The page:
This is good news for consumers, but bad news for makers and sellers of herbal supplements. The New York State attorney general’s office has accused major retailers of selling supplements that are mislabelled and potentially dangerous. The office issued a series of cease and desist orders on February 2, targeting herbal supplements that, according to genetic tests, don’t contain what they claim to and often contained ingredients that don’t appear on the label. Walgreens, Walmart, and Target, along with supplement and vitamin retailer GNC, have been ordered to stop selling “adulterated and/or mislabeled” herbal dietary supplements, and given one week to produce a small mountain of information regarding the methods by which those products are manufactured and tested.
The attorney general’s investigation was apparently spurred by a 2013 article in the New York Times that cited a University of Guelph study that used genetic analysis to examine various commercial herbal remedies. That study found a striking disparity between what was on the label and what was actually in the bottle. (I wrote about the study here.)
As I wrote back in 2013, the findings of the Guelph study (and now the findings of the New York attorney general) suggest a quality control problem at best, and outright fraud at worst.
As it happens, I gave a presentation last week (with pharmacist and blogger Scott Gavura) on the ethics of marketing complementary and alternative medicines, including things like herbal supplements. You can see the webcast here. One of the key points we made involves the difference between marketing, say, a homeopathic “remedy,” which is utterly incapable of having any biological effect because it literally lacks any active ingredient, and marketing herbal products—a category of substances which can in some cases be quite potent, but which can be highly variable in content, concentration, and labelling, not to mention the extent to which their effects and side effects have been verified. Marketing the former is unforgivable: you have to be either a huckster or willfully ignorant to market homeopathy as if it actually works. But the ethics of marketing herbal products is a trickier thing.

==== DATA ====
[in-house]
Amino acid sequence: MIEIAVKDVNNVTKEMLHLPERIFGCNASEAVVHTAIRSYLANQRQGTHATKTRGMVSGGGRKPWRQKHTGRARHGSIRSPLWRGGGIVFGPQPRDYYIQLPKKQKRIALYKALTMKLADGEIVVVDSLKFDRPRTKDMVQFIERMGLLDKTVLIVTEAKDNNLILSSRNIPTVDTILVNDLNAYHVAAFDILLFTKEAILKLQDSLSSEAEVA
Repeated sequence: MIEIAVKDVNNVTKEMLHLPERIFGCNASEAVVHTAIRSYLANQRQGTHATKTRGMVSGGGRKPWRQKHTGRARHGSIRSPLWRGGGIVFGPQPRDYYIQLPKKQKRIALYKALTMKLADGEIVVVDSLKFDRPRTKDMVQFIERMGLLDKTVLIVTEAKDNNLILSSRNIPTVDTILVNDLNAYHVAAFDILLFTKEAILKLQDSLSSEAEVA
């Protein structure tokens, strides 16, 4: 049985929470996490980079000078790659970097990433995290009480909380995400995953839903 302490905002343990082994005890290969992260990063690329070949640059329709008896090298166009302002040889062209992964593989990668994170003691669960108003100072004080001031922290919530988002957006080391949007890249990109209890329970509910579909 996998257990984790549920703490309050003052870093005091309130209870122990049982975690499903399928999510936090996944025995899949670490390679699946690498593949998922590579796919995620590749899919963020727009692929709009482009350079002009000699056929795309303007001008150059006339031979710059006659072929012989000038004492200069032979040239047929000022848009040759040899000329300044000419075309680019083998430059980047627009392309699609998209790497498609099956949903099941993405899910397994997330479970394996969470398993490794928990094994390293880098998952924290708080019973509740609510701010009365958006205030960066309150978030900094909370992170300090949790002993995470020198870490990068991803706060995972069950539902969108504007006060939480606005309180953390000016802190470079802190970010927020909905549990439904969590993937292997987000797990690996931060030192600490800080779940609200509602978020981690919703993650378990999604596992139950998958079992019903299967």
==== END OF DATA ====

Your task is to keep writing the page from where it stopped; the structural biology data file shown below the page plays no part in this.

The heart of the ethical problem here is that herbal supplements are what economists call a “credence good”—that is, a good that most consumers aren’t qualified to evaluate. The only thing you can do, as a consumer who buys an herbal supplement, is rely upon the word of the manufacturer who claims that those pills really do contain ginkgo biloba or garlic or whatever. In other words, it requires trust.
And that trust could in principle be supported in two things, two forces that could make it more likely that those product labels would tell you the truth. The first is the ethics of the manufacturer. Most people are basically honest, so most-of-us-most-of-the-time trust the makers of the goods we consume, and that works out just fine. But as a backup, we have commercial law and various regulations to give makers and sellers of products good reason, from a self-interested point of view, to treat consumers well.
Alas, the herbal supplement industry has demonstrated that it cannot be trusted. So it’s a good thing that the NY state attorney general is stepping in to protect consumers.
Now if only Canadian regulatory and law enforcement agencies would follow suit.
Chris MacDonald is founding director of the Jim Pattison Ethical Leadership Program at the Ted Rogers School of Management, and founding co-editor of the Business Ethics Journal Review. Follow him at@ethicsblogger
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